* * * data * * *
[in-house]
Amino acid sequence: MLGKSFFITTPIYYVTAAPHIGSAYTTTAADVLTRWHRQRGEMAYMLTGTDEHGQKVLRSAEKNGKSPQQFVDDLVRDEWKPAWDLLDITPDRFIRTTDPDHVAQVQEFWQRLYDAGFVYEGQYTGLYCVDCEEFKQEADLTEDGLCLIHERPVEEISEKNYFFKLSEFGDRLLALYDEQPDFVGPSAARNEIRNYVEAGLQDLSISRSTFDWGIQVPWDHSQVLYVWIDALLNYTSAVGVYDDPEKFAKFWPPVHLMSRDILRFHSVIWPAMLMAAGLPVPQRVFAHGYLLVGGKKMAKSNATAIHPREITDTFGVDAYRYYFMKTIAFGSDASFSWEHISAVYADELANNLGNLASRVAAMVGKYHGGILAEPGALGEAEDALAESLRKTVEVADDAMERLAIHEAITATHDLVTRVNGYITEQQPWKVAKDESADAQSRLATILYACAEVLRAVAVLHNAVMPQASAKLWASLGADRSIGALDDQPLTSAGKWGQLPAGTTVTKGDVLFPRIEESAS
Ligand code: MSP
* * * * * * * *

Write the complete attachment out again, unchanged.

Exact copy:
[in-house]
Amino acid sequence: MLGKSFFITTPIYYVTAAPHIGSAYTTTAADVLTRWHRQRGEMAYMLTGTDEHGQKVLRSAEKNGKSPQQFVDDLVRDEWKPAWDLLDITPDRFIRTTDPDHVAQVQEFWQRLYDAGFVYEGQYTGLYCVDCEEFKQEADLTEDGLCLIHERPVEEISEKNYFFKLSEFGDRLLALYDEQPDFVGPSAARNEIRNYVEAGLQDLSISRSTFDWGIQVPWDHSQVLYVWIDALLNYTSAVGVYDDPEKFAKFWPPVHLMSRDILRFHSVIWPAMLMAAGLPVPQRVFAHGYLLVGGKKMAKSNATAIHPREITDTFGVDAYRYYFMKTIAFGSDASFSWEHISAVYADELANNLGNLASRVAAMVGKYHGGILAEPGALGEAEDALAESLRKTVEVADDAMERLAIHEAITATHDLVTRVNGYITEQQPWKVAKDESADAQSRLATILYACAEVLRAVAVLHNAVMPQASAKLWASLGADRSIGALDDQPLTSAGKWGQLPAGTTVTKGDVLFPRIEESAS
Ligand code: MSP